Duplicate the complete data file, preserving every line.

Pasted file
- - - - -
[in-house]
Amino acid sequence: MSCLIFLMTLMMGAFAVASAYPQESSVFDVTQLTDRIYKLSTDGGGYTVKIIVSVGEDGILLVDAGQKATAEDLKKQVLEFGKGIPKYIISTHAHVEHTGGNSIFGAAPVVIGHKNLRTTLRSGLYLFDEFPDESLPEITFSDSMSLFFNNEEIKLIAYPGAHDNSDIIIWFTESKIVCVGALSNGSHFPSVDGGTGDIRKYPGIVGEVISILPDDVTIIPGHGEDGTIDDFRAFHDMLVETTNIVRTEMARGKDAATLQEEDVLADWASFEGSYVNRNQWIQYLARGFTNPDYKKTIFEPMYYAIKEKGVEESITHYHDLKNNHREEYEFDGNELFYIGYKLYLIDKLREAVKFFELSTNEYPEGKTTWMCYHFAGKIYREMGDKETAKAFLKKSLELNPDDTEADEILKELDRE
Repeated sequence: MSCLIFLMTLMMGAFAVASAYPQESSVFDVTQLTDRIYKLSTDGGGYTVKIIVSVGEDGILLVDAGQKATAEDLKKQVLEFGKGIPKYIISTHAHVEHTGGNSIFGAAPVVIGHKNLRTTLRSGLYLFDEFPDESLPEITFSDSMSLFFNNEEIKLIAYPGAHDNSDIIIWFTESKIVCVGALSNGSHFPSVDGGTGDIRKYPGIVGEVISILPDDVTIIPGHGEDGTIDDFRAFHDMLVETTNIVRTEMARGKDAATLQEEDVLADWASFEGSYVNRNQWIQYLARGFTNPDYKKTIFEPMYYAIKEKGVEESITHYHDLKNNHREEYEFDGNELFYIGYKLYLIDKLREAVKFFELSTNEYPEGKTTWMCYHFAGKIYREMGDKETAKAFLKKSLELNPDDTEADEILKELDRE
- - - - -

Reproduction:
[in-house]
Amino acid sequence: MSCLIFLMTLMMGAFAVASAYPQESSVFDVTQLTDRIYKLSTDGGGYTVKIIVSVGEDGILLVDAGQKATAEDLKKQVLEFGKGIPKYIISTHAHVEHTGGNSIFGAAPVVIGHKNLRTTLRSGLYLFDEFPDESLPEITFSDSMSLFFNNEEIKLIAYPGAHDNSDIIIWFTESKIVCVGALSNGSHFPSVDGGTGDIRKYPGIVGEVISILPDDVTIIPGHGEDGTIDDFRAFHDMLVETTNIVRTEMARGKDAATLQEEDVLADWASFEGSYVNRNQWIQYLARGFTNPDYKKTIFEPMYYAIKEKGVEESITHYHDLKNNHREEYEFDGNELFYIGYKLYLIDKLREAVKFFELSTNEYPEGKTTWMCYHFAGKIYREMGDKETAKAFLKKSLELNPDDTEADEILKELDRE
Repeated sequence: MSCLIFLMTLMMGAFAVASAYPQESSVFDVTQLTDRIYKLSTDGGGYTVKIIVSVGEDGILLVDAGQKATAEDLKKQVLEFGKGIPKYIISTHAHVEHTGGNSIFGAAPVVIGHKNLRTTLRSGLYLFDEFPDESLPEITFSDSMSLFFNNEEIKLIAYPGAHDNSDIIIWFTESKIVCVGALSNGSHFPSVDGGTGDIRKYPGIVGEVISILPDDVTIIPGHGEDGTIDDFRAFHDMLVETTNIVRTEMARGKDAATLQEEDVLADWASFEGSYVNRNQWIQYLARGFTNPDYKKTIFEPMYYAIKEKGVEESITHYHDLKNNHREEYEFDGNELFYIGYKLYLIDKLREAVKFFELSTNEYPEGKTTWMCYHFAGKIYREMGDKETAKAFLKKSLELNPDDTEADEILKELDRE